A mathematical model of the fetal cardiovascular system based on genetic algorithms as identification technique

M. Grigioni, A. Carotti, C. Daniele, G. D'Avenio, U. Morbiducci, G. Di Benedetto, S. Albanese, R. Di Donato, V. Barbaro

Research output: Contribution to journalArticlepeer-review


The development of fetal cardiac surgery, considered the ultimate goal in the treatment of congenital cardiac malformations, needs to be supported by detailed knowledge of the blood circulation in the fetal cardiovascular system. The hemodynamic behavior in distal territories is usually inferred from vessel resistance indices, which give limited physiological information. This study presents a mathematical model of the human fetal global cardiovascular system, developed to clarify the relationships and differences existing between upper and lower body circulation. We modelled the heart with two time-varying capacitances, each representing the respective ventricle's pressure-volume relationship. The fetal vascular system was represented using two six-element Windkessel models, for the upper and lower body respectively. We obtained the identification of the set of circuital and elastance function parameters of the model using Genetic Algorithms (GAs) which follow the laws of evolutionary theory. We compared the results of our numerical study on the model identified with data collected from measurements and literature, to validate the proposed global cardiovascular system model of the human fetus. This model is intended as an instrument to investigate the differences in blood distribution between the different vascular districts in the upper and lower fetal body and the role of the aortic isthmus, the small tract of vessel connecting upper and lower fetal vascular beds; it may also represent a useful tool in the assessment of dynamic balance during mechanical assistance of circulation.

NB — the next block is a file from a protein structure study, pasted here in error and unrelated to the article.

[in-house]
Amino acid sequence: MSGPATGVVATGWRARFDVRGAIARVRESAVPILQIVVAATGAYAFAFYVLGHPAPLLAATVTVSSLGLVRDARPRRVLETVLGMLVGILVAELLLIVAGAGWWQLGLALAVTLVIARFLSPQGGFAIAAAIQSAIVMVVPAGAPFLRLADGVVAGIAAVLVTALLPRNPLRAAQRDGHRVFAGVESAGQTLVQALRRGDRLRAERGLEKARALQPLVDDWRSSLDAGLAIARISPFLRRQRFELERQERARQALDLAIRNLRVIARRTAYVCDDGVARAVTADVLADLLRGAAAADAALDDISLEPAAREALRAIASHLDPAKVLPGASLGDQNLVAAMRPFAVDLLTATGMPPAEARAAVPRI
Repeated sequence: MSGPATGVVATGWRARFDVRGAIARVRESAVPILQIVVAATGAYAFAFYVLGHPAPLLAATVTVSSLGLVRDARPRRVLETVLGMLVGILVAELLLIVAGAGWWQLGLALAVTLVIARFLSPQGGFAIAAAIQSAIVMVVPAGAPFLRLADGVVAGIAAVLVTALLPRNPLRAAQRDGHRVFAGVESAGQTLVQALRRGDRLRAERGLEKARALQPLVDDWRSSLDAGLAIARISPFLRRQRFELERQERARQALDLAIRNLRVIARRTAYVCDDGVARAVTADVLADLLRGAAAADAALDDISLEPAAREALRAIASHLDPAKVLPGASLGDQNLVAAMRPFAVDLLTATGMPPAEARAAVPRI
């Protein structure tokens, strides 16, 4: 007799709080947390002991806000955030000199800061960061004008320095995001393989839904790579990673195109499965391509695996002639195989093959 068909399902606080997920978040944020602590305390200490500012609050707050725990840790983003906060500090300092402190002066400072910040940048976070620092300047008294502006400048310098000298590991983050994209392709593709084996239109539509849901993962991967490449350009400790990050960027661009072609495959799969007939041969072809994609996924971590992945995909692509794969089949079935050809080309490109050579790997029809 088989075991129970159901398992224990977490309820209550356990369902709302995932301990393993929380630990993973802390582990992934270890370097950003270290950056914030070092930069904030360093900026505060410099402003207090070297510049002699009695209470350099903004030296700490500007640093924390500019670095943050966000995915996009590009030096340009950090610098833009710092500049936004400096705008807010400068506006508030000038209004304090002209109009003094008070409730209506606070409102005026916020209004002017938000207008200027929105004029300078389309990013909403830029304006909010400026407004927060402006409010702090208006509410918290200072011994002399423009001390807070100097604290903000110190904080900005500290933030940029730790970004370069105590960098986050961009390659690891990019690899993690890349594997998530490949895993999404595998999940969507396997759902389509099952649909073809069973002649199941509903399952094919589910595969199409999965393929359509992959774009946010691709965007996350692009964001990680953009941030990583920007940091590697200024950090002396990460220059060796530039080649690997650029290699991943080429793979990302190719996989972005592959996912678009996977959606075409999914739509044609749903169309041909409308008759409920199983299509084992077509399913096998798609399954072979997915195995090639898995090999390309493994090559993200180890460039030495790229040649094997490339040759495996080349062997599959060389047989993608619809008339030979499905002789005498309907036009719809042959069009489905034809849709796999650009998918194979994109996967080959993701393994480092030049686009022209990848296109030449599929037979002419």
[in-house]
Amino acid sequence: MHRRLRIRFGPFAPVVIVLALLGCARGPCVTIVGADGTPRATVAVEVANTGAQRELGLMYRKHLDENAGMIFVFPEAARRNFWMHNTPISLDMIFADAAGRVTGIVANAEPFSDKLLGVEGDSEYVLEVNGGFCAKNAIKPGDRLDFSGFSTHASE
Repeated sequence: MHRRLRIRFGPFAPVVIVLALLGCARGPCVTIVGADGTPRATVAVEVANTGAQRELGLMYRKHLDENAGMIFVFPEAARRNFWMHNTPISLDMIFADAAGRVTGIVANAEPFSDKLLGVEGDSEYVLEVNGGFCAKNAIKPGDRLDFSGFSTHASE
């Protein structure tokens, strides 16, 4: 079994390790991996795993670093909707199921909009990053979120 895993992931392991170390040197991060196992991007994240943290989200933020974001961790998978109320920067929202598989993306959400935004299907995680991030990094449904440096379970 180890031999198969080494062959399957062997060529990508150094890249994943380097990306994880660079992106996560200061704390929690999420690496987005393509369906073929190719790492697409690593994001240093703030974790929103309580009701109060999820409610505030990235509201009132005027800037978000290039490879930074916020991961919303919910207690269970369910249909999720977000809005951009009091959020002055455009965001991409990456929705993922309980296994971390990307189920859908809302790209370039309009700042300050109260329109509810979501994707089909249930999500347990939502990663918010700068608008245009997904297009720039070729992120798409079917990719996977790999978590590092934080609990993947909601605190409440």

Original languageEnglish
Pages (from-to)286-296
Number of pages11
JournalInternational Journal of Artificial Organs
Issue number5
Publication statusPublished - 2001


  • Fetal hemodynamics
  • Time-varying elastance
  • Ventricular function

ASJC Scopus subject areas

  • Biophysics


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